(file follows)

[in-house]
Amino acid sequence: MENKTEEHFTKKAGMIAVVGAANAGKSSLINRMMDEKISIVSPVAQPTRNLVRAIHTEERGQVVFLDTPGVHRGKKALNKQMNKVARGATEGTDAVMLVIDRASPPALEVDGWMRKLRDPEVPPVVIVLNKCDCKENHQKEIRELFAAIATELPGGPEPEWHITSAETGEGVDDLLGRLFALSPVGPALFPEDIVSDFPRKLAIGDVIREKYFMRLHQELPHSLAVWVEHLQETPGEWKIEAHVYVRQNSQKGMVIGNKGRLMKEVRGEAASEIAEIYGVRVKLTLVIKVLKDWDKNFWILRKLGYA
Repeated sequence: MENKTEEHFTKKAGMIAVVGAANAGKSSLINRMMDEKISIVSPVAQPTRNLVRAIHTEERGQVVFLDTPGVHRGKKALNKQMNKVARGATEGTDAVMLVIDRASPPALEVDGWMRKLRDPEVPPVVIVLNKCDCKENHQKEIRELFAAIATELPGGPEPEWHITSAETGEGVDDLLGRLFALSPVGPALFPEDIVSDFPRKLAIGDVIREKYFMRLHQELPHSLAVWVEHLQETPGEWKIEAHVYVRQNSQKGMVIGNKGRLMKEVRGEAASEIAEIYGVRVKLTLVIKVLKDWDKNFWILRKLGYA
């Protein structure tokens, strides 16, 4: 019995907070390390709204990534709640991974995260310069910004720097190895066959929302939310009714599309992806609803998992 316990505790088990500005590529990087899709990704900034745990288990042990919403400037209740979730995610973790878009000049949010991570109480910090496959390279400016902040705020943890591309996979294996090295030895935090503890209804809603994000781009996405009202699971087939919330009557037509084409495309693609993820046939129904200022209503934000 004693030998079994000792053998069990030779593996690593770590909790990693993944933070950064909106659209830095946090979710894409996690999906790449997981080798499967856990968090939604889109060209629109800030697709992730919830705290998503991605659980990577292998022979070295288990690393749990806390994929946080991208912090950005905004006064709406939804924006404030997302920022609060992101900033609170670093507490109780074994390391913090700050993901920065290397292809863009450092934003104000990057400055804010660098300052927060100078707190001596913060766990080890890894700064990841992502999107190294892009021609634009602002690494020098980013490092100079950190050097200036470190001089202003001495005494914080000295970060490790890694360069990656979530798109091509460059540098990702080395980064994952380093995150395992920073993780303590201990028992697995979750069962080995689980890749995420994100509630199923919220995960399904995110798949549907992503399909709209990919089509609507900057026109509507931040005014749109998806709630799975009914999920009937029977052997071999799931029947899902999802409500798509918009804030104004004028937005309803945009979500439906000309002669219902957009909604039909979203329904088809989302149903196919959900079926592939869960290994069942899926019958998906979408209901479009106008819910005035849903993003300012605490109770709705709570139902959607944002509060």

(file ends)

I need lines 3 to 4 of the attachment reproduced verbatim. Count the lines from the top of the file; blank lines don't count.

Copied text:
Repeated sequence: MENKTEEHFTKKAGMIAVVGAANAGKSSLINRMMDEKISIVSPVAQPTRNLVRAIHTEERGQVVFLDTPGVHRGKKALNKQMNKVARGATEGTDAVMLVIDRASPPALEVDGWMRKLRDPEVPPVVIVLNKCDCKENHQKEIRELFAAIATELPGGPEPEWHITSAETGEGVDDLLGRLFALSPVGPALFPEDIVSDFPRKLAIGDVIREKYFMRLHQELPHSLAVWVEHLQETPGEWKIEAHVYVRQNSQKGMVIGNKGRLMKEVRGEAASEIAEIYGVRVKLTLVIKVLKDWDKNFWILRKLGYA
């Protein structure tokens, strides 16, 4: 019995907070390390709204990534709640991974995260310069910004720097190895066959929302939310009714599309992806609803998992 316990505790088990500005590529990087899709990704900034745990288990042990919403400037209740979730995610973790878009000049949010991570109480910090496959390279400016902040705020943890591309996979294996090295030895935090503890209804809603994000781009996405009202699971087939919330009557037509084409495309693609993820046939129904200022209503934000 004693030998079994000792053998069990030779593996690593770590909790990693993944933070950064909106659209830095946090979710894409996690999906790449997981080798499967856990968090939604889109060209629109800030697709992730919830705290998503991605659980990577292998022979070295288990690393749990806390994929946080991208912090950005905004006064709406939804924006404030997302920022609060992101900033609170670093507490109780074994390391913090700050993901920065290397292809863009450092934003104000990057400055804010660098300052927060100078707190001596913060766990080890890894700064990841992502999107190294892009021609634009602002690494020098980013490092100079950190050097200036470190001089202003001495005494914080000295970060490790890694360069990656979530798109091509460059540098990702080395980064994952380093995150395992920073993780303590201990028992697995979750069962080995689980890749995420994100509630199923919220995960399904995110798949549907992503399909709209990919089509609507900057026109509507931040005014749109998806709630799975009914999920009937029977052997071999799931029947899902999802409500798509918009804030104004004028937005309803945009979500439906000309002669219902957009909604039909979203329904088809989302149903196919959900079926592939869960290994069942899926019958998906979408209901479009106008819910005035849903993003300012605490109770709705709570139902959607944002509060």